Chapter

Labor Radicalism on the Caribbean Coast

Frederick Douglass Opie

in Black Labor Migration in Caribbean Guatemala, 1882–1923

Published by University Press of Florida

Published in print July 2009 | ISBN: 9780813033716
Published online September 2011 | e-ISBN: 9780813038735 | DOI: http://dx.doi.org/10.5744/florida/9780813033716.003.0006
Labor Radicalism on the Caribbean Coast

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Following the First World War, relations among workers on the Caribbean coast of Guatemala entered a new phase, in which Latin American and black laborers mobilized separately and pursued distinctly different strategies to secure better conditions. This was due in part to the shifting composition of the coastal workforce, which increasingly encompassed a greater number of Latin American laborers and fewer newly arriving migrants. But it was also due to the ways in which Guatemalan labor politics of the post-World War I period drew on regional and international labor movements to foster militancy, anti-imperialism, and nationalism, encouraging the mobilization of Latin American workers at the same time that it pitted them against black migrants and their North American employers. This chapter explores the mobilization of Latin American workers in the early 1920s, when a revolution overturned the status quo and opened a space for labor militancy that was realized in major strikes of railroad and dockworkers, the latter of which threatened to upset the regime for a second time.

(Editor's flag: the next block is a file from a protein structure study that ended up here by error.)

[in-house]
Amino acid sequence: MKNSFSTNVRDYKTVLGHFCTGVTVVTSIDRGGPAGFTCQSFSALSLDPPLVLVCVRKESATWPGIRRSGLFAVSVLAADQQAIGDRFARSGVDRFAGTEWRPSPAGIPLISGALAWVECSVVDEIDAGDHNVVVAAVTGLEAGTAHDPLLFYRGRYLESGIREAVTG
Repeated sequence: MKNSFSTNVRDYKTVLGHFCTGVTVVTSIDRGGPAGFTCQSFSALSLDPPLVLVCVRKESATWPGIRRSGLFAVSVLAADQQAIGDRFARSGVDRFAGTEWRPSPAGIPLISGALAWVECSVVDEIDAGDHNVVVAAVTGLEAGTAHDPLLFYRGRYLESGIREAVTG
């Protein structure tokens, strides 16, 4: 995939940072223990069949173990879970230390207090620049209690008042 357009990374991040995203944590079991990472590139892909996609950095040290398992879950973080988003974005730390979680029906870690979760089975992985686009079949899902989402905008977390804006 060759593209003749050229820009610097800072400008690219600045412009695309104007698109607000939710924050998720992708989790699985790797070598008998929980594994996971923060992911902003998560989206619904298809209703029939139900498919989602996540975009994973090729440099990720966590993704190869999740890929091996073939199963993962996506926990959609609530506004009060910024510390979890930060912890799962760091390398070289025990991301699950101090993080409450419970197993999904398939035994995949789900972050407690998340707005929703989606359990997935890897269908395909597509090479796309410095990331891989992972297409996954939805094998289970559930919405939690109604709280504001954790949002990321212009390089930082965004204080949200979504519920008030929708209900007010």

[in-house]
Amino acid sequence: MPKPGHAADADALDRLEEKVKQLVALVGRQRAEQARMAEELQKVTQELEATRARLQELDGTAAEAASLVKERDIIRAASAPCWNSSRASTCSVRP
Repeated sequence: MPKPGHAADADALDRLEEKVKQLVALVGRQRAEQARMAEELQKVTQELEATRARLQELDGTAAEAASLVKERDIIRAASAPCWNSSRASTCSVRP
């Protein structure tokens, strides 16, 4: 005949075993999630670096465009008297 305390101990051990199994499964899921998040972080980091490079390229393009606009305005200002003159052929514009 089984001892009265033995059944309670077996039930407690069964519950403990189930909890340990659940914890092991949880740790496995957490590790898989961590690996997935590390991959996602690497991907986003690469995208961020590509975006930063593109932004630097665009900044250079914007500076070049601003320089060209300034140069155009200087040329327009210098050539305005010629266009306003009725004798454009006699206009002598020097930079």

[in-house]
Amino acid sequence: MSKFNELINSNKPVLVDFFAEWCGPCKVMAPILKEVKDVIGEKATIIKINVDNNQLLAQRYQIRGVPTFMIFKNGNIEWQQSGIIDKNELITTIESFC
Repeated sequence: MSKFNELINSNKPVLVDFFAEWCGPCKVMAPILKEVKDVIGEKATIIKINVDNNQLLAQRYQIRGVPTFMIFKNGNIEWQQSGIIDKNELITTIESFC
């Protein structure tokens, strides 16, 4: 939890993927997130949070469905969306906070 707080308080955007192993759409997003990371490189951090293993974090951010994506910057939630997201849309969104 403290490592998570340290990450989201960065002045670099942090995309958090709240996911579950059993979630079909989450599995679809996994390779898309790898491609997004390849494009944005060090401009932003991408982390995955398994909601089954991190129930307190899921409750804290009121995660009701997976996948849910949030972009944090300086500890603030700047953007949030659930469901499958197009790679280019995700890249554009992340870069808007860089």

Keywords: labor mobilization; Latin American workers; black laborers; migrant workers; First World War; labor militancy; strikes

Chapter.  8781 words. 

Subjects: Society and Culture

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